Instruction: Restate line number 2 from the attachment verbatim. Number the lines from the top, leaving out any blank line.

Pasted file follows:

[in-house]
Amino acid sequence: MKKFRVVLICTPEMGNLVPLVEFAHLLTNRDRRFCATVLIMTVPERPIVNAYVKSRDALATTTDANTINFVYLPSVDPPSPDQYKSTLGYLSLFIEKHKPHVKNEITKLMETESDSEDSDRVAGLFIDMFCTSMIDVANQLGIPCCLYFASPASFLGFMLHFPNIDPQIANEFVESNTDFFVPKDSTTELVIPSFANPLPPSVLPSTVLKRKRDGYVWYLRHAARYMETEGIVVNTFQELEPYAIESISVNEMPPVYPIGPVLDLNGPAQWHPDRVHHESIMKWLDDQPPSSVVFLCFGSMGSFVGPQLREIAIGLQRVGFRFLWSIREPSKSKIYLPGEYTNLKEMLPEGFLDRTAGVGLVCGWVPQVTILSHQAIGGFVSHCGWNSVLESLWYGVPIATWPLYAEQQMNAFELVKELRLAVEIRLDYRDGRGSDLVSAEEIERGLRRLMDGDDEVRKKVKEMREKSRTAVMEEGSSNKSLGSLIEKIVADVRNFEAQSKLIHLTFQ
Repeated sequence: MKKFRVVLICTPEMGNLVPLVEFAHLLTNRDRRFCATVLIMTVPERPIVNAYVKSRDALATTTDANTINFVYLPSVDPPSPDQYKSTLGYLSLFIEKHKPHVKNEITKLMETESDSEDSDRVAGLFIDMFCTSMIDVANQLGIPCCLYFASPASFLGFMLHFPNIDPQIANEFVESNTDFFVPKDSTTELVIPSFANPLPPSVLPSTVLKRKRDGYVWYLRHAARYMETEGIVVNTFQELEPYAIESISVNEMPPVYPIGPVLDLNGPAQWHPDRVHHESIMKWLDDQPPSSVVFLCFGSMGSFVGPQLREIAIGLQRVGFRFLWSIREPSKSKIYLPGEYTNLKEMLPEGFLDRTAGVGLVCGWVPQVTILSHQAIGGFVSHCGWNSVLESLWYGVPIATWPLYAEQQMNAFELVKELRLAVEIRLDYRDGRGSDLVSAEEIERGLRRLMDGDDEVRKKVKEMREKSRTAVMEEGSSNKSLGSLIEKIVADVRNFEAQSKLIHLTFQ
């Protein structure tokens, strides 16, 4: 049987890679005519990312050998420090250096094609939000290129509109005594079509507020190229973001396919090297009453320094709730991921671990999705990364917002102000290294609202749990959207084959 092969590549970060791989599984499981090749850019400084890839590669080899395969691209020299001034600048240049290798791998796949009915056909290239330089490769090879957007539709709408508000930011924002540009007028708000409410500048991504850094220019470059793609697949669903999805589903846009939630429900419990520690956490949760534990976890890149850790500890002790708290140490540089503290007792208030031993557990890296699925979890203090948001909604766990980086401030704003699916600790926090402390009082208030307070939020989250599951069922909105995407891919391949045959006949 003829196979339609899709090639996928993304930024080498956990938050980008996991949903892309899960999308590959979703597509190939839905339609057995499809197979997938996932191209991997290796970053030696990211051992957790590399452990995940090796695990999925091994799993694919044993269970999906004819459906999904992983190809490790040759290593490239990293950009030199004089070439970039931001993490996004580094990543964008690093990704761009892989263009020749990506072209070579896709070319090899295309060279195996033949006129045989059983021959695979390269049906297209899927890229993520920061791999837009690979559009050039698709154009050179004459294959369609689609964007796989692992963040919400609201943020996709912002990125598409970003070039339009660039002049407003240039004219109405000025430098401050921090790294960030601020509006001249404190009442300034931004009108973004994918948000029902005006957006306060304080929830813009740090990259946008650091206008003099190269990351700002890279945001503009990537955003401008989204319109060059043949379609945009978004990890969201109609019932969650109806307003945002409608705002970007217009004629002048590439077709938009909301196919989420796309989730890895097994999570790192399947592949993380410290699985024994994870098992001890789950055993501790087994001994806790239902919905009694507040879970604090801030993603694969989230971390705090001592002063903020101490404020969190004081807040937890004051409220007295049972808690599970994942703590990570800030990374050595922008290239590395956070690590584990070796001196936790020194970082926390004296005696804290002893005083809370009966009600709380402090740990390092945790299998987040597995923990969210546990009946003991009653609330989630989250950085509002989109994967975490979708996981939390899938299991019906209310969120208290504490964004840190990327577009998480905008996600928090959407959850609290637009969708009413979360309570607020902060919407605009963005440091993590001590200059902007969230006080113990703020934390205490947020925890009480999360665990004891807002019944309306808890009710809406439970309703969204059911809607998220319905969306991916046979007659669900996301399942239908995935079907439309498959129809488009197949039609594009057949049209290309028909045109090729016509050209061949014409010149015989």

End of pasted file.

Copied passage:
Amino acid sequence: MKKFRVVLICTPEMGNLVPLVEFAHLLTNRDRRFCATVLIMTVPERPIVNAYVKSRDALATTTDANTINFVYLPSVDPPSPDQYKSTLGYLSLFIEKHKPHVKNEITKLMETESDSEDSDRVAGLFIDMFCTSMIDVANQLGIPCCLYFASPASFLGFMLHFPNIDPQIANEFVESNTDFFVPKDSTTELVIPSFANPLPPSVLPSTVLKRKRDGYVWYLRHAARYMETEGIVVNTFQELEPYAIESISVNEMPPVYPIGPVLDLNGPAQWHPDRVHHESIMKWLDDQPPSSVVFLCFGSMGSFVGPQLREIAIGLQRVGFRFLWSIREPSKSKIYLPGEYTNLKEMLPEGFLDRTAGVGLVCGWVPQVTILSHQAIGGFVSHCGWNSVLESLWYGVPIATWPLYAEQQMNAFELVKELRLAVEIRLDYRDGRGSDLVSAEEIERGLRRLMDGDDEVRKKVKEMREKSRTAVMEEGSSNKSLGSLIEKIVADVRNFEAQSKLIHLTFQ